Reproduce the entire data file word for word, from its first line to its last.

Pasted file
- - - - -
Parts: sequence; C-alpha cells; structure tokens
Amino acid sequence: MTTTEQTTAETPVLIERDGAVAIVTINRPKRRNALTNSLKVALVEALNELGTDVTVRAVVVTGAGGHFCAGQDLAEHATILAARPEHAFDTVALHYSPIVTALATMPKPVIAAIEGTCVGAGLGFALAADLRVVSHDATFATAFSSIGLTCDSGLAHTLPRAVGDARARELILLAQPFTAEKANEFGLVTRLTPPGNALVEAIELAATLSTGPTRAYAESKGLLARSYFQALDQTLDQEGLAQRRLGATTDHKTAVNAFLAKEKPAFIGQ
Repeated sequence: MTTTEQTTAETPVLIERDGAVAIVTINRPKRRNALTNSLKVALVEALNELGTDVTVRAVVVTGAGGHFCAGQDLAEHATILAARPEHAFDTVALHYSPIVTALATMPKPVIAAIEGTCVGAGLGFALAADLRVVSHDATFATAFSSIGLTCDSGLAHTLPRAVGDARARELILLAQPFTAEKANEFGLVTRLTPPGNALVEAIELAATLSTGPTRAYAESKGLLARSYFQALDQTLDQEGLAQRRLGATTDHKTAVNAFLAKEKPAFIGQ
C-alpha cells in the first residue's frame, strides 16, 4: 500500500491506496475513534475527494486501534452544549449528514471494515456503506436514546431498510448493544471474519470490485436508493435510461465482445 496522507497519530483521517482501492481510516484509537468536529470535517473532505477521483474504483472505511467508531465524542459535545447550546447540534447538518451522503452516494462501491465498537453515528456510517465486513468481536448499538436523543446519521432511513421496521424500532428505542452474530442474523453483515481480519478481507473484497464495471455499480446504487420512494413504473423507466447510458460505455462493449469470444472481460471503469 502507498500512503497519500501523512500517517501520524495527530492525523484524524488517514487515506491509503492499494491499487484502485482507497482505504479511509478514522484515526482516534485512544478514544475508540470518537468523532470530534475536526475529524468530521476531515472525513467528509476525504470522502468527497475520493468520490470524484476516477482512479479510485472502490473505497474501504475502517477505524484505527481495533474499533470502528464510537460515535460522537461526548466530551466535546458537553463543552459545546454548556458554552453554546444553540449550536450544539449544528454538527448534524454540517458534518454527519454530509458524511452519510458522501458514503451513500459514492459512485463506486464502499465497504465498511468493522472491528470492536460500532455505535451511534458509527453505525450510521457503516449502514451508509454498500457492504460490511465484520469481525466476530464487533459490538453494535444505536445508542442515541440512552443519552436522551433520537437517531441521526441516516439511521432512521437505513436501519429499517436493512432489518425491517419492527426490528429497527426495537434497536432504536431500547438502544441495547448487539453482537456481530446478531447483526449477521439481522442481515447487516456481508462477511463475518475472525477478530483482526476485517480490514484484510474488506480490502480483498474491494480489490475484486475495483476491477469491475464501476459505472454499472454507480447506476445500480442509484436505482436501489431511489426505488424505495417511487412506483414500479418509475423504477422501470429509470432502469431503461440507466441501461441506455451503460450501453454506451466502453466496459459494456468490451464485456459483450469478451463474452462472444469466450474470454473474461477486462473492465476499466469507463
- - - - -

Parts: sequence; C-alpha cells; structure tokens
Amino acid sequence: MTTTEQTTAETPVLIERDGAVAIVTINRPKRRNALTNSLKVALVEALNELGTDVTVRAVVVTGAGGHFCAGQDLAEHATILAARPEHAFDTVALHYSPIVTALATMPKPVIAAIEGTCVGAGLGFALAADLRVVSHDATFATAFSSIGLTCDSGLAHTLPRAVGDARARELILLAQPFTAEKANEFGLVTRLTPPGNALVEAIELAATLSTGPTRAYAESKGLLARSYFQALDQTLDQEGLAQRRLGATTDHKTAVNAFLAKEKPAFIGQ
Repeated sequence: MTTTEQTTAETPVLIERDGAVAIVTINRPKRRNALTNSLKVALVEALNELGTDVTVRAVVVTGAGGHFCAGQDLAEHATILAARPEHAFDTVALHYSPIVTALATMPKPVIAAIEGTCVGAGLGFALAADLRVVSHDATFATAFSSIGLTCDSGLAHTLPRAVGDARARELILLAQPFTAEKANEFGLVTRLTPPGNALVEAIELAATLSTGPTRAYAESKGLLARSYFQALDQTLDQEGLAQRRLGATTDHKTAVNAFLAKEKPAFIGQ
C-alpha cells in the first residue's frame, strides 16, 4: 500500500491506496475513534475527494486501534452544549449528514471494515456503506436514546431498510448493544471474519470490485436508493435510461465482445 496522507497519530483521517482501492481510516484509537468536529470535517473532505477521483474504483472505511467508531465524542459535545447550546447540534447538518451522503452516494462501491465498537453515528456510517465486513468481536448499538436523543446519521432511513421496521424500532428505542452474530442474523453483515481480519478481507473484497464495471455499480446504487420512494413504473423507466447510458460505455462493449469470444472481460471503469 502507498500512503497519500501523512500517517501520524495527530492525523484524524488517514487515506491509503492499494491499487484502485482507497482505504479511509478514522484515526482516534485512544478514544475508540470518537468523532470530534475536526475529524468530521476531515472525513467528509476525504470522502468527497475520493468520490470524484476516477482512479479510485472502490473505497474501504475502517477505524484505527481495533474499533470502528464510537460515535460522537461526548466530551466535546458537553463543552459545546454548556458554552453554546444553540449550536450544539449544528454538527448534524454540517458534518454527519454530509458524511452519510458522501458514503451513500459514492459512485463506486464502499465497504465498511468493522472491528470492536460500532455505535451511534458509527453505525450510521457503516449502514451508509454498500457492504460490511465484520469481525466476530464487533459490538453494535444505536445508542442515541440512552443519552436522551433520537437517531441521526441516516439511521432512521437505513436501519429499517436493512432489518425491517419492527426490528429497527426495537434497536432504536431500547438502544441495547448487539453482537456481530446478531447483526449477521439481522442481515447487516456481508462477511463475518475472525477478530483482526476485517480490514484484510474488506480490502480483498474491494480489490475484486475495483476491477469491475464501476459505472454499472454507480447506476445500480442509484436505482436501489431511489426505488424505495417511487412506483414500479418509475423504477422501470429509470432502469431503461440507466441501461441506455451503460450501453454506451466502453466496459459494456468490451464485456459483450469478451463474452462472444469466450474470454473474461477486462473492465476499466469507463